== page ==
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A time to dance

Published: Tuesday, July 23, 2013 12:00 p.m. CDT
Caption
(Dana Herra – dherra@shawmedia.)
A room full of aspiring salsa dancers watches as Renee Kopulos and Edwin Gamez demonstrate a turn at the monthly salsa night at The House Cafe.

After a great evening of salsa dancing, Renee Kopulos heard one dancer say, "Wouldn't it be great if everyone knew how to dance?"

It's a long way from "everyone," but dance instructors across the nation have reported a swell of interest over the past decade, which many trace back to the premiere of "Dancing With the Stars" on television. Since that show debuted, dance has remained firmly rooted in the mainstream consciousness through such media as "So You Think You Can Dance," "Glee," even the Oscar-winning "Black Swan."

"We continue to offer dance classes because they are popular," said Lisa March, director of continuing education at Kishwaukee College. The college offers community classes in ballroom dancing, line dancing and belly dancing. "People take them because they're fun and they're a form of exercise and movement."

For people who are bored by bikes and treadmills, or intimidated by weight machines, dancing can be a fun way to forget they're getting exercise. Mike Kloser of DeKalb, who leads line dances every month at the Genoa Veterans Home, said some of the dances he leads are "almost the equivalent of an aerobic workout."

Dancing is also an affordable social outlet. Regular line dance nights in Genoa and swing and salsa nights in DeKalb are $5 each and are geared to dancers at all levels, even those who have never danced before.

"It's fun, it's exciting, it's enjoyment, and everybody has a good time," Kloser said.

John Smith of DeKalb doesn't need to be convinced that dancing is popular. The executive director of Just Make It Happen put on the eighth annual Let's Dance Big Band Weekend last week at the Duke Ellington Ballroom in DeKalb. People fly in from around the country to attend the weekend, he said, which features three Big Band dances with live orchestras. Lessons in ballroom dancing were also offered at $6 a pop.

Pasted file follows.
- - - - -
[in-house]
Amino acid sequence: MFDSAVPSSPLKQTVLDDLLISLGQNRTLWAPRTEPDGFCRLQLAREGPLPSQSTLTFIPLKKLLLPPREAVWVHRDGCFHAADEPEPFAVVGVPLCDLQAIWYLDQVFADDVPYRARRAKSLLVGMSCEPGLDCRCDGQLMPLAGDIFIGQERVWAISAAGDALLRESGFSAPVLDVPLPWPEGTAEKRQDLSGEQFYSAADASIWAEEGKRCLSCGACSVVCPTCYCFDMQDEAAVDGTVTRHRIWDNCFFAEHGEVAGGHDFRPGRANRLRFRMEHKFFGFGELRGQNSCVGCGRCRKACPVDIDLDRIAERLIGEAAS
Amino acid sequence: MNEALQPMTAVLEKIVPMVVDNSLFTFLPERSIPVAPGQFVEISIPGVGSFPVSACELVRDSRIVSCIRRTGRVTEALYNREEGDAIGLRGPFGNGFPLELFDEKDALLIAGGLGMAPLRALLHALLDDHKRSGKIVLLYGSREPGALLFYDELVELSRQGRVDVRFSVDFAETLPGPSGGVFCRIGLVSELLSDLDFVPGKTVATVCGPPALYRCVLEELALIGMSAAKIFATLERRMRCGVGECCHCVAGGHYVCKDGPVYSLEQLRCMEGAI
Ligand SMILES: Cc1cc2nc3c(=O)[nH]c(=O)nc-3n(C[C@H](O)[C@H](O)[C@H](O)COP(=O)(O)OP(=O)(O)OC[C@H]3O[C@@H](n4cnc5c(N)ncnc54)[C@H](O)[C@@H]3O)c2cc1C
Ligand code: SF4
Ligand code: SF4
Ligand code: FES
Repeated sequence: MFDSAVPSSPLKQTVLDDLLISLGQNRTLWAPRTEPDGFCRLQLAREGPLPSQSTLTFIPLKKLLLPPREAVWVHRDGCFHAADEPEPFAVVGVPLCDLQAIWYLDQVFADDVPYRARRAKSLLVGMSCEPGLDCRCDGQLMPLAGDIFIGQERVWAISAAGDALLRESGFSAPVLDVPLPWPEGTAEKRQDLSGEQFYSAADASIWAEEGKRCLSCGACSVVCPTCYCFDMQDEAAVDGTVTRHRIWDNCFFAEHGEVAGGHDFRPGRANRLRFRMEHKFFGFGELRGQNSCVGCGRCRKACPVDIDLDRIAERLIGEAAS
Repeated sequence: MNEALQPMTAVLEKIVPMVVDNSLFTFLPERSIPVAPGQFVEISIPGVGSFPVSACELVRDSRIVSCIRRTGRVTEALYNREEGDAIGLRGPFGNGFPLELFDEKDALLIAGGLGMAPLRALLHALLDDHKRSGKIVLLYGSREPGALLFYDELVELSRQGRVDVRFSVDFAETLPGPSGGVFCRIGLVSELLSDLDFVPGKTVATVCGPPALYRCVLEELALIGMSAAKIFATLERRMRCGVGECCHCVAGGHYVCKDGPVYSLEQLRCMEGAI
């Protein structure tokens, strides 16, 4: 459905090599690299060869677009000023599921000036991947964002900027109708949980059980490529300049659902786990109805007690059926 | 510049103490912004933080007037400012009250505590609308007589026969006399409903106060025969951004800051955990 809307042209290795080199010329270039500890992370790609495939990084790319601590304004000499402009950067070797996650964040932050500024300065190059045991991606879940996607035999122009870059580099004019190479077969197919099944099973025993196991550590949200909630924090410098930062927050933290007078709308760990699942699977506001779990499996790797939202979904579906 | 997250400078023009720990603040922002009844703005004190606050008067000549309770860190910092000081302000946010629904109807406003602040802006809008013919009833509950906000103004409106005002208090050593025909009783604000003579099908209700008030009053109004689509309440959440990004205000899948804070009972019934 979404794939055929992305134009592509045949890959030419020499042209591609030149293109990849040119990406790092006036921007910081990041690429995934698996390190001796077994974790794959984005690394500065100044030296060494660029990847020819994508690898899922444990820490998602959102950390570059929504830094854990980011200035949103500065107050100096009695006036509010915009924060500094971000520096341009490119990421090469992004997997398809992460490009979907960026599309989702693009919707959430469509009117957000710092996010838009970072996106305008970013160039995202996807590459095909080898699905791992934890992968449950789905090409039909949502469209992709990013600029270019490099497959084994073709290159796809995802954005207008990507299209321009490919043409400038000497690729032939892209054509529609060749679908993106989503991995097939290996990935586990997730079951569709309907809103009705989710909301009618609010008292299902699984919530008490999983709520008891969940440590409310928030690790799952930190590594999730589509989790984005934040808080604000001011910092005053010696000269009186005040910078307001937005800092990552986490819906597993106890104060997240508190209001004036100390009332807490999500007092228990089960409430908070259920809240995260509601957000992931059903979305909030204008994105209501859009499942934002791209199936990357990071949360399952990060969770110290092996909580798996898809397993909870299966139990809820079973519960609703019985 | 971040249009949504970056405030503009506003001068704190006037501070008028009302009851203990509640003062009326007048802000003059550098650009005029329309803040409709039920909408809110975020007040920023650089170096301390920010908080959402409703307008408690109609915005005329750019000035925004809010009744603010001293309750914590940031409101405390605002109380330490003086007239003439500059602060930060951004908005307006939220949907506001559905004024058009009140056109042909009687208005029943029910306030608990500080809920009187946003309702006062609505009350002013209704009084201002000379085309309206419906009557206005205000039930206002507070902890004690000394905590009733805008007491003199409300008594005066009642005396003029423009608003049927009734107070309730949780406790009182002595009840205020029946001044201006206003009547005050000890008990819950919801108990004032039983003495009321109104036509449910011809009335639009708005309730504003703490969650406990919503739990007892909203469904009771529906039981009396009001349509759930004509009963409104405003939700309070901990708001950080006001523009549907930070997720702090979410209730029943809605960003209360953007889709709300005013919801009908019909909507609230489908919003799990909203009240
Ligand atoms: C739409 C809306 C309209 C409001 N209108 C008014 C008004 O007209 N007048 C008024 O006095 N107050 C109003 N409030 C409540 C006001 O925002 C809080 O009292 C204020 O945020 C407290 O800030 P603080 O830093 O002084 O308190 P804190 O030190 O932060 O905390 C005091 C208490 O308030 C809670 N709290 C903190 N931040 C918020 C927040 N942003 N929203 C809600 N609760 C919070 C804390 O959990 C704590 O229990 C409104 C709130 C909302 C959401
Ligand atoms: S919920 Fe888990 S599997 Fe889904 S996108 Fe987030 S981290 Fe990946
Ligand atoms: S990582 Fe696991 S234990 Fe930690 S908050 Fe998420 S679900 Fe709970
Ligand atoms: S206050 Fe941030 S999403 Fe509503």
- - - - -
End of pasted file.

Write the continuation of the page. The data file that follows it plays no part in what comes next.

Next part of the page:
"We are emphasizing the health benefits of ballroom dancing, where you use all your muscle groups," he said. "This event is for the fun of dancing. If they dance for competition, this is not the place for that."

About 150 to 200 dancers took the floor at each of the weekend's dances, Smith said, and the lessons in waltz, swing, foxtrot and Latin dances averaged about 20 people each.

Barb City Swing Connection began offering regular swing dance nights at The House Cafe in DeKalb several years ago. The evenings include a lesson, and dancers don't have to arrive with a partner. Last year, a salsa-dancing group began offering monthly salsa nights at The House based on the same model.

"I started salsa dancing three years ago after a devastating breakup, and a friend suggested I try salsa nights in Naperville," Kopulos said.

She met her current boyfriend while dancing, and they drove regularly to Aurora, Naperville and Chicago to dance. Since February 2012, the DeKalb couple has danced at the monthly salsa nights at The House, which average 20 to 30 people, she said. While many of the dancers know a few moves, most are beginners, she said.

"For us that makes it nice because people aren't intimidated. People are more willing to put themselves out there and try new things," she said. "People are just so nice and willing to teach new people how to dance."

Local Dance Lessons

• Swing dancing

First and third Tuesdays of most months; next, Aug. 6

The House Cafe, 263 E. Lincoln Highway, DeKalb

$5; lesson at 7 p.m., social dancing 8-11 p.m.

• Salsa dancing

Monthly; next, Aug. 15

The House Cafe, 263 E. Lincoln Highway, DeKalb

$5; lesson at 8 p.m., social dancing 9-11 p.m.

• Line dancing

7-11:30 p.m. third Friday of each month; next, Aug. 16

Genoa Veterans Home, 311 S. Washington St.

$5; split floor for couple dances and line dances.

• Kishwaukee College

Kishwaukee offers continuing education classes in ballroom, line and belly dancing. The fall schedule of classes will be available after Aug. 27.

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